If the Yom Kippur War demonstrated anything, it strongly affirmed the utility of the combined-arms team with strong emphasis on the operative word “team.” A team that embraces a balanced force of artillery, mechanized infantry, tanks, air defense, engineers and supporting arms and branches, and a team that draws its effectiveness from balancing the capabilities of these systems and from the synergism of their combined efforts. True, the balance is constantly changing, but it is always interrelated. Armor is part of this interrelationship. As legatees of the combined-arms team idea, Armor Soldiers have a special duty to ensure correction of imbalances.

We all must be willing to understand and logically examine each proponent’s advocacy in terms of what is best for the combined-arms team. If we don’t, I predict our detractors, aided by some well-meaning voices in Armor, will destroy or imbalance the team and ultimately jeopardize our chances for victory. The team, combined-arms team, deserves a better fate.

Reprinted from September-October 1978 edition of ARMOR.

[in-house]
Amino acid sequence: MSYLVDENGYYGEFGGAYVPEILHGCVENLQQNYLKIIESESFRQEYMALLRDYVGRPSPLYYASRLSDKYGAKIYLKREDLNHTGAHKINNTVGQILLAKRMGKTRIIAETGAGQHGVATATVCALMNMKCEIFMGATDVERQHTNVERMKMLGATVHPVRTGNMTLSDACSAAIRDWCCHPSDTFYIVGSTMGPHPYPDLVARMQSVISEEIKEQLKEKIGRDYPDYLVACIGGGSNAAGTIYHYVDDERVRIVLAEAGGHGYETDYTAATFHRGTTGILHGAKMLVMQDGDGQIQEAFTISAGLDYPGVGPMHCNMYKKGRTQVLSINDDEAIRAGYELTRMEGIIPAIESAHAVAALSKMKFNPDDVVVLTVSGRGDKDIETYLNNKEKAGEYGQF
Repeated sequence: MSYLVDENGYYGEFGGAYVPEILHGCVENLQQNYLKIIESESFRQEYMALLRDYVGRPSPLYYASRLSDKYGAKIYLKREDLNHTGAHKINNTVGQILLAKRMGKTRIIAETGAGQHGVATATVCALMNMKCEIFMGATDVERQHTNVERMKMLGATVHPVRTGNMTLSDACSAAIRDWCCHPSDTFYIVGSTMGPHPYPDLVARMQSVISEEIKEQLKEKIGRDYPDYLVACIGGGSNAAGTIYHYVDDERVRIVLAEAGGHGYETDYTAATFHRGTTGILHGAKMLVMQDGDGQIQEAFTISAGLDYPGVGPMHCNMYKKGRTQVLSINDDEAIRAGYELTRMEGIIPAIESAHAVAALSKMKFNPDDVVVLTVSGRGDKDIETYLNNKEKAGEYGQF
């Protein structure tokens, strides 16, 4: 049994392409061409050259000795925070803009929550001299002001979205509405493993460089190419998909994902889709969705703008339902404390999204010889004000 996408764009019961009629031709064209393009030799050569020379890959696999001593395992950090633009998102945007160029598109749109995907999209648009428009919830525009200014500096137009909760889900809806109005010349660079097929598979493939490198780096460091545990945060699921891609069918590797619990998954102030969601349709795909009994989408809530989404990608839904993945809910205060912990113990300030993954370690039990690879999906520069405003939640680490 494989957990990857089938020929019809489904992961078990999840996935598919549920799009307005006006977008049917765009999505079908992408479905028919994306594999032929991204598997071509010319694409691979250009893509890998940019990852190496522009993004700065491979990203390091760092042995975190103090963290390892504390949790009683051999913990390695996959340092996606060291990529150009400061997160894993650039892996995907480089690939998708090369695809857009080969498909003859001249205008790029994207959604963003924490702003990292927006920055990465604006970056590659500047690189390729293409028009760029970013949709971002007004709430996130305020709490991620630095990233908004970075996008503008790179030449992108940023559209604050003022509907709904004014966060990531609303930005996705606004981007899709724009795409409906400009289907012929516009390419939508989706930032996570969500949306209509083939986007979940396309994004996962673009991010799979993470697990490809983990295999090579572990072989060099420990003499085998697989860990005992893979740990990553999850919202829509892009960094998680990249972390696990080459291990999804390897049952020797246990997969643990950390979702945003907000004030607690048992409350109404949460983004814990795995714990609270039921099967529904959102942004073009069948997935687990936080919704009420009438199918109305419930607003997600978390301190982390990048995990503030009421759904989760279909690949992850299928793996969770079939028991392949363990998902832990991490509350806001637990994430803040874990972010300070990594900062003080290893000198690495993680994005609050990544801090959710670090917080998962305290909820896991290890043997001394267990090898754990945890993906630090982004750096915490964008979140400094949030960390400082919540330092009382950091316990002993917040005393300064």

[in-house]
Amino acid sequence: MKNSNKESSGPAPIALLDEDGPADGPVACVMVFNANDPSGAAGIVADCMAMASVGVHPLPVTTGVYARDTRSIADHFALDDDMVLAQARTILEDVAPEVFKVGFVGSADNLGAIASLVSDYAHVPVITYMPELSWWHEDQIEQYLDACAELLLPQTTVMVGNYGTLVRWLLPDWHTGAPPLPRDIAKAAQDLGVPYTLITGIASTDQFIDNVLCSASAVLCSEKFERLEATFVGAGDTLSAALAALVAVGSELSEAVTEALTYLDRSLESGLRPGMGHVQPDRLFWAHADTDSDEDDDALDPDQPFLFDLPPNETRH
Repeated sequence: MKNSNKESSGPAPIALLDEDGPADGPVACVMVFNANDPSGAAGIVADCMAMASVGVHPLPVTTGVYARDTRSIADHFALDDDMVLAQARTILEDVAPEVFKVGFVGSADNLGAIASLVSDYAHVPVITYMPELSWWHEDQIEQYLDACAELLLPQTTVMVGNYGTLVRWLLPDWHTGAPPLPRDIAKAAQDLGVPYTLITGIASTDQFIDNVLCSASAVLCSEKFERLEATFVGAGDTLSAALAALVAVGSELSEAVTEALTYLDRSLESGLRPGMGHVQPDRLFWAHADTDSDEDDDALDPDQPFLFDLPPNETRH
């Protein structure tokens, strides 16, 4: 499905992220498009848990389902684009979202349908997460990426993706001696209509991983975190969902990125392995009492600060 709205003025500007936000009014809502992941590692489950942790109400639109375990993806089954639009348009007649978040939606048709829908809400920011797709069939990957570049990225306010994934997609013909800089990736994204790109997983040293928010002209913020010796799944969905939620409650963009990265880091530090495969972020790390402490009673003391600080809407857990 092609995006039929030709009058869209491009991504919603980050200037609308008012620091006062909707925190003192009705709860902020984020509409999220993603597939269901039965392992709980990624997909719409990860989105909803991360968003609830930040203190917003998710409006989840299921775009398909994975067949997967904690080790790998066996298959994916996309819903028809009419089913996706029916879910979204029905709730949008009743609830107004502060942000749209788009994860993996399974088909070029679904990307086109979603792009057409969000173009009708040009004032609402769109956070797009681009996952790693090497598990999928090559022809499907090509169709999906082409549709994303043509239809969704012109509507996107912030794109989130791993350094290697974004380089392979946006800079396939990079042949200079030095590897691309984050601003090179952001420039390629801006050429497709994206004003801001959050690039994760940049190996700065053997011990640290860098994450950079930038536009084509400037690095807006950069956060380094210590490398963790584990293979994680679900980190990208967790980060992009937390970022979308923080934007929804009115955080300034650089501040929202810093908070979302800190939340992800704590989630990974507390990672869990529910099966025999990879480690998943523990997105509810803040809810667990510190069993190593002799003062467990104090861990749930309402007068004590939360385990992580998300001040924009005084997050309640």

Retired GEN Donn Starry graduated from the U.S. Military Academy at West Point in 1948 after having enlisted in the Army in 1943. His early career included command and staff assignments in Germany, Korea and Vietnam. Command included 1st Battalion, 32nd Armor, in Germany; 11th Armored Cavalry Regiment, Vietnam and Cambodia; commanding general, U.S. Army Armor Center; V Corps, Germany; commanding general, U.S. Army Training and Doctrine Command; and his last assignment, commander-in-chief, U.S. Readiness Command. His staff assignments included director of force management, Army Staff. As TRADOC’s commanding general from 1977 to 1981, he is credited with formulating Air-Land Battle doctrine, which prepared the Army for warfighting in the 1980s-90s and early 21st Century. His military education includes Army Command and General Staff College, Armed Forces Staff College and Army War College. His awards and decorations include the Defense Distinguished Service Medal, two awards of the Army Distinguished Service Medal, Silver Star, Bronze Star with “V” device, Soldier’s Medal, Purple Heart, Legion of Merit with two oak-leaf clusters, Distinguished Flying Cross and Air Medal with nine oak-leaf clusters.

Reply to this Article

Send us your Feedback

Vote for this Author